The Employee Benefit Research Institute (EBRI) and research firm Greenwald Research have released findings of a survey analyzing how stressed employees feel about their financial futures.
The 2020 “Workplace Wellness Survey” interviewed 1,028 American workers ages 21 to 64, finding that most are feeling stressed about their financial future. Two in three employees cited such concerns, and nearly half expressed worries about their household’s financial well-being.
Employees also said workplace efforts are significant to their financial and physical well-being. In 2020, 35% of employees said their employer offers a financial wellness program—a slight uptick from 2018 and 2015 numbers, at 28% and 33%, respectively. Additionally, four in 10 workers rated their employer’s efforts at improving their financial and emotional well-being as very good or excellent, and about half said the same thing about their physical well-being, according to the report. Less than one in four furloughed workers rated their employer’s efforts on improving their financial and emotional well-being as very good or excellent.
When offering a financial wellness programs, employers reported that they found their employees are most interested in retirement education or advice. The top three interest points were learning how to invest money into a retirement plan (31% of employees), how much to save for retirement (30%) and how to use retirement savings to generate income (27%). Others stated they want to learn how to transition from work to retirement (26%), manage health care costs during retirement (24%) and get help with wills or estate planning (21%).
The survey asked employees how retirement planning benefits, including traditional defined benefit (DB) plans, health insurance and retirement savings plans affect their sense of financial security. Fifty-four percent of employees said offering a DB plan contributes greatly to their feelings of financial security, 63% stated the same for health insurance and 55% noted they feel much more financially secured when offered an employer-sponsored retirement plan.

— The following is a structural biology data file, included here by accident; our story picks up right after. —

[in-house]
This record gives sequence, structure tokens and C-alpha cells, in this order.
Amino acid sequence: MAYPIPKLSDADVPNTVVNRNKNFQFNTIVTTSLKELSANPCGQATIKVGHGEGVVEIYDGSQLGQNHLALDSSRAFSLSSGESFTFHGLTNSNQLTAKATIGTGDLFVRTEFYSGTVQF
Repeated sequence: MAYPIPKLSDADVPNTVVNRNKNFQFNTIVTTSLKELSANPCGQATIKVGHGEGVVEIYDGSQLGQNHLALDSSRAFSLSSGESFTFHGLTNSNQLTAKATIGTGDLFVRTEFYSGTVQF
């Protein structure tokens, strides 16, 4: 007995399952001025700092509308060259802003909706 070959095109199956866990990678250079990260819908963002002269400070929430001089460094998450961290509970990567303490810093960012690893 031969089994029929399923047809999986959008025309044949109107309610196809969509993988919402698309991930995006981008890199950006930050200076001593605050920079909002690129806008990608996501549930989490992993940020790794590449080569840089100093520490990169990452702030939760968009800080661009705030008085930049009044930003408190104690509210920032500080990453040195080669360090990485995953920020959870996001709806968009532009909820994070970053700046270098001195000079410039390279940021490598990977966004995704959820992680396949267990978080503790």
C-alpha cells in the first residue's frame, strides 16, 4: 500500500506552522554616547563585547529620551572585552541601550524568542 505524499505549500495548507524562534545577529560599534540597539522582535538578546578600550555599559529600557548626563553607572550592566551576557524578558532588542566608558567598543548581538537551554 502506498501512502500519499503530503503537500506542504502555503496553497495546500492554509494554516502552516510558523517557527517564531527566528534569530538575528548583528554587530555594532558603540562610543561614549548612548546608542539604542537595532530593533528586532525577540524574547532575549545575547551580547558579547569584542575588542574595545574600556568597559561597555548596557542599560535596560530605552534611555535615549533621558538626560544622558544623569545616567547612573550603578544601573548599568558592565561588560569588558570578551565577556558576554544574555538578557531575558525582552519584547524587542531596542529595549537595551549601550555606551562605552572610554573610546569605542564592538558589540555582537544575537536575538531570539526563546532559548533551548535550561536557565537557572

The study also examined how financial insecurity impacts an employer’s workplace and financials. Employee financial insecurity can lead to high turnover rates, employee absenteeism and delayed retirement. According to the study, financially insecure employees were more likely to not finish daily tasks, look for a new job and have troubled relationships with coworkers. These financial troubles seep into their mental and physical well-being as well, including through muscle tension or back pain (51%), headaches or migraines (44%), insomnia or sleep trouble (39%), high blood pressure (33%), severe anxiety (29%), stomach ulcers (27%), severe depression (23%) and heart attacks (6%).
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